Of course, not all of us have access to a microphone with national or global reach, but I still find the princess' story inspiring. She used the resources with which she was blessed to reach out to fellow mothers, and she succeeded in making that connection and effecting a change in the culture. Given the well-documented positive health effects of breastfeeding, this could have a direct and powerful impact on the future of Thailand.

And if any of you nursing mamas have ever wanted a reason to feel like a princess, well, now you have one! Well done, Your Highness!

Monday, June 2, 2014

Celebrate What's Right

When I began my breastfeeding adventure over a year ago, I was unprepared for the roller coaster highs and lows it would bring. The reason I contribute to this blog is because I want to come alongside moms in encouraging each other, commiserating with one another, and sharing our experiences so we can all know better and do better. This last purpose is why we have loads of troubleshooting tips here, here, here, and here.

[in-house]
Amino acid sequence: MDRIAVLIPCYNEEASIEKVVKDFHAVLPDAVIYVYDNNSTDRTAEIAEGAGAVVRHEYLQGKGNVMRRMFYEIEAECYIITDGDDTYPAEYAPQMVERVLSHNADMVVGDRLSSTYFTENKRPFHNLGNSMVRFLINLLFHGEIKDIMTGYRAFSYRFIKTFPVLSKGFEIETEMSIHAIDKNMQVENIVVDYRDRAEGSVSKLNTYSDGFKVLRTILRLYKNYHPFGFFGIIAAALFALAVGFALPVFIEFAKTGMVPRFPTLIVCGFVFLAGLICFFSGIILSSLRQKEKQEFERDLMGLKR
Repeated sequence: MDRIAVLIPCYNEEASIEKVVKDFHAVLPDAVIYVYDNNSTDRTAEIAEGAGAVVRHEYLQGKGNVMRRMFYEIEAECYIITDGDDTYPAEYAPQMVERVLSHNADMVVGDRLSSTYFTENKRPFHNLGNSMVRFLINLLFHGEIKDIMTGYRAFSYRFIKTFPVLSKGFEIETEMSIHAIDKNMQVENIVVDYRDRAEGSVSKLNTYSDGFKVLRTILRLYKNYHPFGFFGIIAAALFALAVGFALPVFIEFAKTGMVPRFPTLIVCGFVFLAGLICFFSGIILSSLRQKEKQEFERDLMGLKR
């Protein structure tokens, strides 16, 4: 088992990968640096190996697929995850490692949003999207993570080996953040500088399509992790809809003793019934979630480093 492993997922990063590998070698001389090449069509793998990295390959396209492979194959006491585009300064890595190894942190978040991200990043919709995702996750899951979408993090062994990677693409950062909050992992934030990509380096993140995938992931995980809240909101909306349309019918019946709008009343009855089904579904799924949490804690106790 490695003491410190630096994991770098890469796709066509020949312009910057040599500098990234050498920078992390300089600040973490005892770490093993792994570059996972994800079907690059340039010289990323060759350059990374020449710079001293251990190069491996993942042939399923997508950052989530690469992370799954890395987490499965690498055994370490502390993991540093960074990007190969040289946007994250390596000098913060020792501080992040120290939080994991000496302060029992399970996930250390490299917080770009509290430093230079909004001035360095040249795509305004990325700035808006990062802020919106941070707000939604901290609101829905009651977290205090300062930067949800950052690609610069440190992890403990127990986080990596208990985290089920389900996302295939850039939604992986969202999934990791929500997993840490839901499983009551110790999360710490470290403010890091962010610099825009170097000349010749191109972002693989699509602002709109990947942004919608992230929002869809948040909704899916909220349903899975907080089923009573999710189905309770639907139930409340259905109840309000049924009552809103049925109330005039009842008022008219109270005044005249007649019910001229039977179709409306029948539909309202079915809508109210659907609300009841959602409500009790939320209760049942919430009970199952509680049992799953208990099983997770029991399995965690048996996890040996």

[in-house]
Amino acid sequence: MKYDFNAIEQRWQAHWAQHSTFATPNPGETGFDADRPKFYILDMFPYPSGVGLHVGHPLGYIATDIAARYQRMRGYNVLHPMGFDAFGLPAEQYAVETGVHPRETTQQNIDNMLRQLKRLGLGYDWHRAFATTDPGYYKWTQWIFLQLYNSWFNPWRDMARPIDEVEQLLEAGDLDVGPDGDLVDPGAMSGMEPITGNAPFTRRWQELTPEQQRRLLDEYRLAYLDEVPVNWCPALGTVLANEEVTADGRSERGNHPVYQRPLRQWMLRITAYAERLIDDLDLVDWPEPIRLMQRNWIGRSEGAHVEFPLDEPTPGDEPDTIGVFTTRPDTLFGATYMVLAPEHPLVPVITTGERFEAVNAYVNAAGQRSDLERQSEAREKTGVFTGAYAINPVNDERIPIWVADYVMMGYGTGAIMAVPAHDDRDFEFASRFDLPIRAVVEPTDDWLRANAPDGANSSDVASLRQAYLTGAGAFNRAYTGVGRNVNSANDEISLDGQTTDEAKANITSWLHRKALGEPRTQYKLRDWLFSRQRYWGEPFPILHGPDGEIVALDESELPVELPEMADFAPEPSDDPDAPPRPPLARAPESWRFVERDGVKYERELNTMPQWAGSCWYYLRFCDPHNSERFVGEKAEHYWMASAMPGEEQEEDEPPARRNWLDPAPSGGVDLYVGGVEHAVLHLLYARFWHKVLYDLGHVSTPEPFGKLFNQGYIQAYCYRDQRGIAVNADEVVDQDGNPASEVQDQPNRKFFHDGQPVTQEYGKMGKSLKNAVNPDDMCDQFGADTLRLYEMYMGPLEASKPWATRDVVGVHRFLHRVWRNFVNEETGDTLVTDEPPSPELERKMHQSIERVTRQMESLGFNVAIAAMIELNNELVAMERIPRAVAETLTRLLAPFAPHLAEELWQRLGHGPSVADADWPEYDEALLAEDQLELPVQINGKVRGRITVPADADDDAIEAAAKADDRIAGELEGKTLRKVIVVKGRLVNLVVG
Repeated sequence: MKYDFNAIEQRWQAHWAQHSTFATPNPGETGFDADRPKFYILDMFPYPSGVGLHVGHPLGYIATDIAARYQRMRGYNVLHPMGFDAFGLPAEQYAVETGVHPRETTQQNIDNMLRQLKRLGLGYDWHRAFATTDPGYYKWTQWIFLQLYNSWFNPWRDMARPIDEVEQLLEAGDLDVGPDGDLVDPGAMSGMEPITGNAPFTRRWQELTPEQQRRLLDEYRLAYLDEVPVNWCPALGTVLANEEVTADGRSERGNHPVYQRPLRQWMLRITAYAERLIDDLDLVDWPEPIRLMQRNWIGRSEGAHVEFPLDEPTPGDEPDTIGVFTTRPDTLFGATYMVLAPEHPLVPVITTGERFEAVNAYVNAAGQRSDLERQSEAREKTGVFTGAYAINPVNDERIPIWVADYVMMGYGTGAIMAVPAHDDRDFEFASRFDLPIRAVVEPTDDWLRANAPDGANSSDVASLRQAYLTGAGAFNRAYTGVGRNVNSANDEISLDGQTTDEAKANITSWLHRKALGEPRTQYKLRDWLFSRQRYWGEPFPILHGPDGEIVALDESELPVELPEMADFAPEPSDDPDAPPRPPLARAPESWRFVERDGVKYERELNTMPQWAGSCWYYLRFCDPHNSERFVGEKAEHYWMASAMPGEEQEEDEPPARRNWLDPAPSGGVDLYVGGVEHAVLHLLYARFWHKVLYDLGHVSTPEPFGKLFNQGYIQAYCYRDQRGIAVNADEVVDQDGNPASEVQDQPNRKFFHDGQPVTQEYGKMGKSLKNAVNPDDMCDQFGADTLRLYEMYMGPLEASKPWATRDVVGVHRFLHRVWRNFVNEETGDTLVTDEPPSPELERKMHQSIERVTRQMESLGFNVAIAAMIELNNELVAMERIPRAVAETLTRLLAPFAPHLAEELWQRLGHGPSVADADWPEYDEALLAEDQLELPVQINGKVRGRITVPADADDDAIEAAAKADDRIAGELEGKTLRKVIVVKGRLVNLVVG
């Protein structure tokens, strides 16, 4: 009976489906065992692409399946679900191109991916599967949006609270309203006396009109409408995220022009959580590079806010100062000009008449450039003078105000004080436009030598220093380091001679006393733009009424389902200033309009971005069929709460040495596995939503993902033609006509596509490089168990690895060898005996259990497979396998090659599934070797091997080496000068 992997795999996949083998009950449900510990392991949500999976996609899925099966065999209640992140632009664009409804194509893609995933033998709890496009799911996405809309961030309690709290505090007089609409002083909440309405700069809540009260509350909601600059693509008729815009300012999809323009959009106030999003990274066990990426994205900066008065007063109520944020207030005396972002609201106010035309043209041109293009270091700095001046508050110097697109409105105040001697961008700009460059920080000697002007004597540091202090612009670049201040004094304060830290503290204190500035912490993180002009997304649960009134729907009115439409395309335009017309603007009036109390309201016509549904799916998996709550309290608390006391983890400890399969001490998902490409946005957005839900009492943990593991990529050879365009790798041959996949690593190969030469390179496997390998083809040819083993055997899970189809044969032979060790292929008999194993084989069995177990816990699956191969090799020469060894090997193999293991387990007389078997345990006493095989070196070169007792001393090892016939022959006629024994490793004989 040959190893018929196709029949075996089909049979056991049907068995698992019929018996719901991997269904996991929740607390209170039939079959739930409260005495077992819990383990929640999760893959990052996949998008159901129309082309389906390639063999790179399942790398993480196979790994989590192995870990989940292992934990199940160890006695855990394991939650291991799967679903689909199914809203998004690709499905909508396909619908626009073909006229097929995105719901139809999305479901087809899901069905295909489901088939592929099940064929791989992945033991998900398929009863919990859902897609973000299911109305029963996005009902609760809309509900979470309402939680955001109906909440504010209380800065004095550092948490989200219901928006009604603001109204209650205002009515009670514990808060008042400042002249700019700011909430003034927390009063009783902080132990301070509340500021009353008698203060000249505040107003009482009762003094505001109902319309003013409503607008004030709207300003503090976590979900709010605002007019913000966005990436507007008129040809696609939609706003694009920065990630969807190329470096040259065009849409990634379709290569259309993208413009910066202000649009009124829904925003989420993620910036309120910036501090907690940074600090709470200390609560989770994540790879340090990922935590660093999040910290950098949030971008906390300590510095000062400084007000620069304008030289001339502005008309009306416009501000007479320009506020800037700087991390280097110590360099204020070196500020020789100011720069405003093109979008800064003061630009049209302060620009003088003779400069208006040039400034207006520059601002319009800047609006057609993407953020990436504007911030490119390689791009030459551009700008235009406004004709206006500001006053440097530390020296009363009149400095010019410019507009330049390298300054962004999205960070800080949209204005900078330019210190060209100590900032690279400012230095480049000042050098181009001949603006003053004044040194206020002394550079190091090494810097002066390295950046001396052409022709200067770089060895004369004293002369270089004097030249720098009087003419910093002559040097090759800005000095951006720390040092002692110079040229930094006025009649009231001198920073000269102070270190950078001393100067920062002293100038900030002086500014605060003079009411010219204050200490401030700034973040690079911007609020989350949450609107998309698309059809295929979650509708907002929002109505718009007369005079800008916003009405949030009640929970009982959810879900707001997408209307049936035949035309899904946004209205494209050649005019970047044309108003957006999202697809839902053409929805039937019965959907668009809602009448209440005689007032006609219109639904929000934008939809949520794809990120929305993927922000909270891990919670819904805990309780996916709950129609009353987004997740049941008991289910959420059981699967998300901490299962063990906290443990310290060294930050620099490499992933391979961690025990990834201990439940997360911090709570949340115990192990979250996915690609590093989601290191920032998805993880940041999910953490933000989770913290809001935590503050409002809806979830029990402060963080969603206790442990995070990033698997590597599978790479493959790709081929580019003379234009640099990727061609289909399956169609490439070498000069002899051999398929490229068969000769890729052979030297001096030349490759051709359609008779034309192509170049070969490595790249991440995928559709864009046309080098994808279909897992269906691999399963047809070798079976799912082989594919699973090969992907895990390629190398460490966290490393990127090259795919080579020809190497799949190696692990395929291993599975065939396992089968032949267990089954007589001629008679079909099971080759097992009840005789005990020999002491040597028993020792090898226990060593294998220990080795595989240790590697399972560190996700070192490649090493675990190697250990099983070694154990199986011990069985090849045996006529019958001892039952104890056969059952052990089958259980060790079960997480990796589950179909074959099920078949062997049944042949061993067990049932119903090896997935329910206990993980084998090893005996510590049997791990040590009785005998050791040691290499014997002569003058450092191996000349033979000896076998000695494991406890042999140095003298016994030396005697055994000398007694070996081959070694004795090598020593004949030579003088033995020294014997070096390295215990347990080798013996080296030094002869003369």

One thing that's difficult to troubleshoot is the myriad emotions moms experience as they breastfeed. This journey is fraught with joy, sorrow, frustration, and pride. It means coming face to face with your own shortcomings. Some moms may battle depression. One thing that kept me sane through it all was celebrating what's right with the world.

Several years ago I saw a film by Dewitt Jones, a former photographer for National Geographic. It was called Celebrate What's Right with the World

In the introduction to this video on his website, Jones shares some insight about this philosophy:
Photo credit: Dewitt Jones
How easy it is to celebrate a birthday, a marriage, a holiday. How hard it is to hold that same perspective in our daily lives. Everyday we are inundated with messages that tell us what’s wrong with our world. It’s not surprising that we lose sight of all the things that are right with it; of all that is truly worth celebrating. As a photographer, I have a choice of what lens I put on my camera; a choice of how I am going to view the world. I choose to celebrate. Why? Because it imbues me with gratitude, because it allows me to see the best in people and situations, because it fills me with energy.